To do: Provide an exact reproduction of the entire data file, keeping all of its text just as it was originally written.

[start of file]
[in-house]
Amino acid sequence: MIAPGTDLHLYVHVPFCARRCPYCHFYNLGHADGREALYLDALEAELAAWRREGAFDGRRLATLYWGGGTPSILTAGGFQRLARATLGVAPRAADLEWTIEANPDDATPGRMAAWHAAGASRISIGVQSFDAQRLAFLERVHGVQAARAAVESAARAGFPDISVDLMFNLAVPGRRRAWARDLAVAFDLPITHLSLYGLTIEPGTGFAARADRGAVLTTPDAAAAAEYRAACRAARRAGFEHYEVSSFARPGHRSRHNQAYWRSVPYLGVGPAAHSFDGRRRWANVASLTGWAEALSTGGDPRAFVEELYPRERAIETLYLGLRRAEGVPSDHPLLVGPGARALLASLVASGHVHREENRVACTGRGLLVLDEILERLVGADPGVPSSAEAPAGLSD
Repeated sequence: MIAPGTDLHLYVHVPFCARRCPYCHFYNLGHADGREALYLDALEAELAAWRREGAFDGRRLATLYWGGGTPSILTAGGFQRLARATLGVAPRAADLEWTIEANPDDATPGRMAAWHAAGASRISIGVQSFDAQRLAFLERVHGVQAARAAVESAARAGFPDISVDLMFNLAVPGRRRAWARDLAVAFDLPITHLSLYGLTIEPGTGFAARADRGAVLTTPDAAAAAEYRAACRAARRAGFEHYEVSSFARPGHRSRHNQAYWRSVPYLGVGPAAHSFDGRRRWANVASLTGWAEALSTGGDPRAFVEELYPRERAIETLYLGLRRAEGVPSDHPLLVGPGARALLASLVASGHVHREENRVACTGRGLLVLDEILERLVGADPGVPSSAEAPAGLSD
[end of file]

[in-house]
Amino acid sequence: MIAPGTDLHLYVHVPFCARRCPYCHFYNLGHADGREALYLDALEAELAAWRREGAFDGRRLATLYWGGGTPSILTAGGFQRLARATLGVAPRAADLEWTIEANPDDATPGRMAAWHAAGASRISIGVQSFDAQRLAFLERVHGVQAARAAVESAARAGFPDISVDLMFNLAVPGRRRAWARDLAVAFDLPITHLSLYGLTIEPGTGFAARADRGAVLTTPDAAAAAEYRAACRAARRAGFEHYEVSSFARPGHRSRHNQAYWRSVPYLGVGPAAHSFDGRRRWANVASLTGWAEALSTGGDPRAFVEELYPRERAIETLYLGLRRAEGVPSDHPLLVGPGARALLASLVASGHVHREENRVACTGRGLLVLDEILERLVGADPGVPSSAEAPAGLSD
Repeated sequence: MIAPGTDLHLYVHVPFCARRCPYCHFYNLGHADGREALYLDALEAELAAWRREGAFDGRRLATLYWGGGTPSILTAGGFQRLARATLGVAPRAADLEWTIEANPDDATPGRMAAWHAAGASRISIGVQSFDAQRLAFLERVHGVQAARAAVESAARAGFPDISVDLMFNLAVPGRRRAWARDLAVAFDLPITHLSLYGLTIEPGTGFAARADRGAVLTTPDAAAAAEYRAACRAARRAGFEHYEVSSFARPGHRSRHNQAYWRSVPYLGVGPAAHSFDGRRRWANVASLTGWAEALSTGGDPRAFVEELYPRERAIETLYLGLRRAEGVPSDHPLLVGPGARALLASLVASGHVHREENRVACTGRGLLVLDEILERLVGADPGVPSSAEAPAGLSD